Many years ago when I was coaching squash at Smith College, I learned something important that permeates the work that I currently do in Project Coach. We were playing at the end of the season tournament at Yale, known as the Howe Cup. Our team was made-up of relative novices, who had just started playing squash that year, or, at most, a year or two earlier. Players worked hard all season, and were excited to be competing against others who they thought were at about the same stage of development. However, they had a rude awakening when matched against some other teams that virtually blew them off the court. In several matches, my players struggled to get a single point, and often lost their matches without winning a game. Clearly, my team and I were discouraged by our showing. What we originally had hoped would be an exciting and competitive event, turned out to be a very striking lesson about how unfair life can be.
Being a relatively inexperienced and naïve coach going into the season, I had assumed that we would be competing against other schools whose teams were filled with players at a similar developmental level. Given that the luck of the draw may produce some players with greater aptitude or work ethic for the sport than others, I thought that competition among athletes would still be close, with many matches going down to the wire. Why did things turn out so differently?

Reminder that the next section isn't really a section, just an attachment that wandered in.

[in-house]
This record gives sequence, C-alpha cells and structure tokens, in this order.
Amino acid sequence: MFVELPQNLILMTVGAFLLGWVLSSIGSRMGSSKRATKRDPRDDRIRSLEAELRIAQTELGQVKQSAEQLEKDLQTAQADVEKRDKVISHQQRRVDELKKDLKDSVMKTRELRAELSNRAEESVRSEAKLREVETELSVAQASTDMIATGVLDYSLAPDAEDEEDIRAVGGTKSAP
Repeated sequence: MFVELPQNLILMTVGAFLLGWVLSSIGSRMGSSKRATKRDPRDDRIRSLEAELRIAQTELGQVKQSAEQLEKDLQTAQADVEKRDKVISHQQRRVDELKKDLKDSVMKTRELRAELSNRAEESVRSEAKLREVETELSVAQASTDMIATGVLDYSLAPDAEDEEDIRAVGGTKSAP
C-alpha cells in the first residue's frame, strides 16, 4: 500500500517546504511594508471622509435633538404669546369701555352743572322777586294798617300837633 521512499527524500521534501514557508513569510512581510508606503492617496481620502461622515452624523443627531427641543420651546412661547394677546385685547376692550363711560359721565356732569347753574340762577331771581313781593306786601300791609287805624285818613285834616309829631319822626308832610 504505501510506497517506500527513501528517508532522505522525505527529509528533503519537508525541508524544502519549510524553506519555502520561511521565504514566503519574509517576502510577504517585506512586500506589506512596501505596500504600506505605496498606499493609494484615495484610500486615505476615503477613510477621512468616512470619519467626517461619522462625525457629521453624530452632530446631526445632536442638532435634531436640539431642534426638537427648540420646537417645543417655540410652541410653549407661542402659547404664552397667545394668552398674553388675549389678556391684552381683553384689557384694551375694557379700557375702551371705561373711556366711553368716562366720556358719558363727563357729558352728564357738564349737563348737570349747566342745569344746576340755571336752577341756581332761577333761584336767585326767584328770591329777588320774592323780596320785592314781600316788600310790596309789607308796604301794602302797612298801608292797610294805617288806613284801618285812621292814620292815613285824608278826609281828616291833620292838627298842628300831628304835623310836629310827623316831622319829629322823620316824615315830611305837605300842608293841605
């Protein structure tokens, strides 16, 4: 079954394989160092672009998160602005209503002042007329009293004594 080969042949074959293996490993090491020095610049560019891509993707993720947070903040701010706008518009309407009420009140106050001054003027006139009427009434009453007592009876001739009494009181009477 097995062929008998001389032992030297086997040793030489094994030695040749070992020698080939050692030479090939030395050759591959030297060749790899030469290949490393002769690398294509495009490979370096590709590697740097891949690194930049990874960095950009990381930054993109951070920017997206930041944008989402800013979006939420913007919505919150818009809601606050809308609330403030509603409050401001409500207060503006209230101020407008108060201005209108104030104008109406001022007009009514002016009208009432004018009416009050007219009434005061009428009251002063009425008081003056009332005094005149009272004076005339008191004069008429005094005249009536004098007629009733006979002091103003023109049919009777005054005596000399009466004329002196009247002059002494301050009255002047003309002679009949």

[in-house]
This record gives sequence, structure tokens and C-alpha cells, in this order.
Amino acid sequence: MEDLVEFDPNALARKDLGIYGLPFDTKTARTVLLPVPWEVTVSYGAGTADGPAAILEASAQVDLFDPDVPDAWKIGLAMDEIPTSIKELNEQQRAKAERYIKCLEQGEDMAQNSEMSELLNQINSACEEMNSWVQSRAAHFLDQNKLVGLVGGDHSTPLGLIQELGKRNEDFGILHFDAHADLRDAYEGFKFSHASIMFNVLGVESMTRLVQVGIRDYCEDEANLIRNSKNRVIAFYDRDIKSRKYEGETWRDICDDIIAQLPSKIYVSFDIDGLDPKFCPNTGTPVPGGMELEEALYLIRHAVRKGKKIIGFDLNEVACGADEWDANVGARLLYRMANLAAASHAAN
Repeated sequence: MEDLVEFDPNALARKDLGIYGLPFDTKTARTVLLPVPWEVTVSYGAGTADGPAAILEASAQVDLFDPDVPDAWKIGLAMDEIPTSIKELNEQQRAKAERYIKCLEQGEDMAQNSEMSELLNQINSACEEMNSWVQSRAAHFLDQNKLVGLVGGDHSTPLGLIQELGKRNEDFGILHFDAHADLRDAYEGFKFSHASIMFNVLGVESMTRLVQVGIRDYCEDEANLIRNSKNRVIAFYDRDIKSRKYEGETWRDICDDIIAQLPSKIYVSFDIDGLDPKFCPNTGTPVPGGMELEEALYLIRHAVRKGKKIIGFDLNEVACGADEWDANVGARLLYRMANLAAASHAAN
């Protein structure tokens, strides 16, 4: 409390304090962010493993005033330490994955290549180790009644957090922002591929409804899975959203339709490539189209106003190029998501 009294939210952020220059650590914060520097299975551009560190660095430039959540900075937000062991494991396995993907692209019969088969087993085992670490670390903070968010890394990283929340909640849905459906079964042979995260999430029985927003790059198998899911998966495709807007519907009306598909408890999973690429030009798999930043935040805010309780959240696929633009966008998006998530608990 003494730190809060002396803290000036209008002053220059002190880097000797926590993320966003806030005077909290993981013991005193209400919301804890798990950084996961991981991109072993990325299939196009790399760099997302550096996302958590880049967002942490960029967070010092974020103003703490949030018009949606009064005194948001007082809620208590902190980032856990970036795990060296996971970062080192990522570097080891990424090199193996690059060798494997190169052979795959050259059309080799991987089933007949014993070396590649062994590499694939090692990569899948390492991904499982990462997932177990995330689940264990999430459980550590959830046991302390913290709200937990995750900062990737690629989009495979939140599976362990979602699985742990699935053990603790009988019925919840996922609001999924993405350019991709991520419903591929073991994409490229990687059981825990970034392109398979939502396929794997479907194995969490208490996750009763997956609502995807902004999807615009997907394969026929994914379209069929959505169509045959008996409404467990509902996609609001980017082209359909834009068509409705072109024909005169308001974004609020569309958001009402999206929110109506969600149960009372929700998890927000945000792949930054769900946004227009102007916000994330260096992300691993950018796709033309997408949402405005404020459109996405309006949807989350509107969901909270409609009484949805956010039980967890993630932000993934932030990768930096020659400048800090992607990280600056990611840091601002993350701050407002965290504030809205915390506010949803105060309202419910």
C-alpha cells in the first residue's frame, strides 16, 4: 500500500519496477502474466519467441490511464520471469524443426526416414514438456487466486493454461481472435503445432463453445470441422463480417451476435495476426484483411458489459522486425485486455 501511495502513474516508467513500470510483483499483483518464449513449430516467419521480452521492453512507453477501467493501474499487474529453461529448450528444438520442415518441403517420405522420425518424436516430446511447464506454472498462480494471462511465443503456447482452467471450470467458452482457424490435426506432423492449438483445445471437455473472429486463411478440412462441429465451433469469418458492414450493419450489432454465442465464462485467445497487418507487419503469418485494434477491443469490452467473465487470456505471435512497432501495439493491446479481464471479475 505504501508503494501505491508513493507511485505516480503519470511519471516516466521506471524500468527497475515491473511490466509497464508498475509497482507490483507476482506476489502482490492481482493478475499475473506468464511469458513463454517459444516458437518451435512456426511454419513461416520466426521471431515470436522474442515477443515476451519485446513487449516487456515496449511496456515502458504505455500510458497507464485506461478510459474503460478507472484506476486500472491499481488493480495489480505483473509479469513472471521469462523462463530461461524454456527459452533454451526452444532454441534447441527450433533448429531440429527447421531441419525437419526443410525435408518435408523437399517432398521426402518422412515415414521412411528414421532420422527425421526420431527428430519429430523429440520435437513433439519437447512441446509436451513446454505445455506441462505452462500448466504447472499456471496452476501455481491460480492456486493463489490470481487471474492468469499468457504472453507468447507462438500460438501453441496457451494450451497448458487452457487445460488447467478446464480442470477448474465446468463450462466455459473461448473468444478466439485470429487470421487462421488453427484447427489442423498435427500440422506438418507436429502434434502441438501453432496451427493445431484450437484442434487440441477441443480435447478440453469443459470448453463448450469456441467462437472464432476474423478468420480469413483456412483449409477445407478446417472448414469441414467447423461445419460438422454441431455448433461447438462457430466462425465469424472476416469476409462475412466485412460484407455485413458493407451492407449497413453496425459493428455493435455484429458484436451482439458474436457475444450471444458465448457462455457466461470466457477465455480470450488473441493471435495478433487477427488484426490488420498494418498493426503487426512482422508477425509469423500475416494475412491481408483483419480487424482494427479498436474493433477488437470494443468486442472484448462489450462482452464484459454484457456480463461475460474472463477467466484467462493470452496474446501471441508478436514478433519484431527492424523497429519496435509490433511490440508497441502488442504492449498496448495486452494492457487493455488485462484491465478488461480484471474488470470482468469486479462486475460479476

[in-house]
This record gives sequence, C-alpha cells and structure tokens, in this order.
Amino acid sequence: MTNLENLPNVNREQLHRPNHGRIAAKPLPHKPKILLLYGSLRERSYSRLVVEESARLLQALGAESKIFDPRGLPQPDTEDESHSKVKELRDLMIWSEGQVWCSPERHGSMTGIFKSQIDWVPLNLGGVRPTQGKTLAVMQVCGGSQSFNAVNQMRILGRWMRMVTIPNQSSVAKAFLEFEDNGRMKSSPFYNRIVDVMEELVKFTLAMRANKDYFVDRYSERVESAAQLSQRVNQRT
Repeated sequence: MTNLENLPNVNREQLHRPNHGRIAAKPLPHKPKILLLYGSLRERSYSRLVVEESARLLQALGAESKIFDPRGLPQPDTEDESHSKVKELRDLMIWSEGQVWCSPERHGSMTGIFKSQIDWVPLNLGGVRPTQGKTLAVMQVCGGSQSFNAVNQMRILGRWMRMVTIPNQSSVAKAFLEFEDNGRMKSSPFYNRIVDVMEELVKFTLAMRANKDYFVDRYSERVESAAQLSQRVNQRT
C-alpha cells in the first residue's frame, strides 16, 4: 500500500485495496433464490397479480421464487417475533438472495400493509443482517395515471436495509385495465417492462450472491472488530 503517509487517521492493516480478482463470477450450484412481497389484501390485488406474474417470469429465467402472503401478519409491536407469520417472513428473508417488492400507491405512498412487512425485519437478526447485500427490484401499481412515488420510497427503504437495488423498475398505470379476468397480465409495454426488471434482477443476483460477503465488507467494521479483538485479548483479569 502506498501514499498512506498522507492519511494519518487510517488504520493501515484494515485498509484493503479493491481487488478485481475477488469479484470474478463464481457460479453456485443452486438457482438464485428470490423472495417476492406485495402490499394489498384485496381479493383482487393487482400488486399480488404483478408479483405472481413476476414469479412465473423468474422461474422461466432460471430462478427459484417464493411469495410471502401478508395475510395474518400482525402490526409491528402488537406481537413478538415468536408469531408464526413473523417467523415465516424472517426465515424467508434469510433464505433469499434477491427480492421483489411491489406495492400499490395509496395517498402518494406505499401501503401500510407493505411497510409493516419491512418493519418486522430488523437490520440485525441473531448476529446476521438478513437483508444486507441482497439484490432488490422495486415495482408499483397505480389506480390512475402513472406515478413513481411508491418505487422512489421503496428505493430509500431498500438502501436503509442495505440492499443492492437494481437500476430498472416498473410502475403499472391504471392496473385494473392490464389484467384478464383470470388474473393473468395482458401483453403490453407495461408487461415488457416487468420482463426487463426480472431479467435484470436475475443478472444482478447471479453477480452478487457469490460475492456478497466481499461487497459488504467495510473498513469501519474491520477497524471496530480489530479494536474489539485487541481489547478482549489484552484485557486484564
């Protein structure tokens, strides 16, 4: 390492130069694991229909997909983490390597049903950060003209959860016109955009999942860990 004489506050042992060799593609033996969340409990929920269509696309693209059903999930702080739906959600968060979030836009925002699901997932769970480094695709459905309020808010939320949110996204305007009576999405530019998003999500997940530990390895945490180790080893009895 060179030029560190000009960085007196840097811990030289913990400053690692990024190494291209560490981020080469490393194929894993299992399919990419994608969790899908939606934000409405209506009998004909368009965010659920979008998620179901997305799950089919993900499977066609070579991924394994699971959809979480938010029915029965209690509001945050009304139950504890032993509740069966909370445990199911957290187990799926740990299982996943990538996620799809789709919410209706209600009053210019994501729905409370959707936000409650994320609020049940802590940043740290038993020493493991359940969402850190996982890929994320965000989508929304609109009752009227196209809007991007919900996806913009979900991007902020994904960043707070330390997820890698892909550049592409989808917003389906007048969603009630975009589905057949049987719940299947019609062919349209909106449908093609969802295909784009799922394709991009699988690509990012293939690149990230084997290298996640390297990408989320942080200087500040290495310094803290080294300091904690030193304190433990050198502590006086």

I spent some time during the off-season investigating this question by talking to coaches and players from some of the teams that had beaten us handily. What I discovered was a phenomenon that went well beyond squash. Players on these teams were not novices, but had played squash in clubs and/or at private schools for many years. Several of them had been to camps, played in regional and national tournaments as juniors, and some had even been mentored by world-class coaches. One player told me that when she was little her parents had enrolled her at a day-care center that just happened to have a few squash courts. Without intent, the kids gravitated to the courts where they happened to connect with a variety of coaches who worked with the older children. Over the years, they continued to attend the center, and as they grew up they naturally morphed into the developmental program where they were coached, played each other several afternoons each week, and were taken to occasional tournaments. During the years that I coached, 13 of the top 20 collegiate players, had grown up at this club!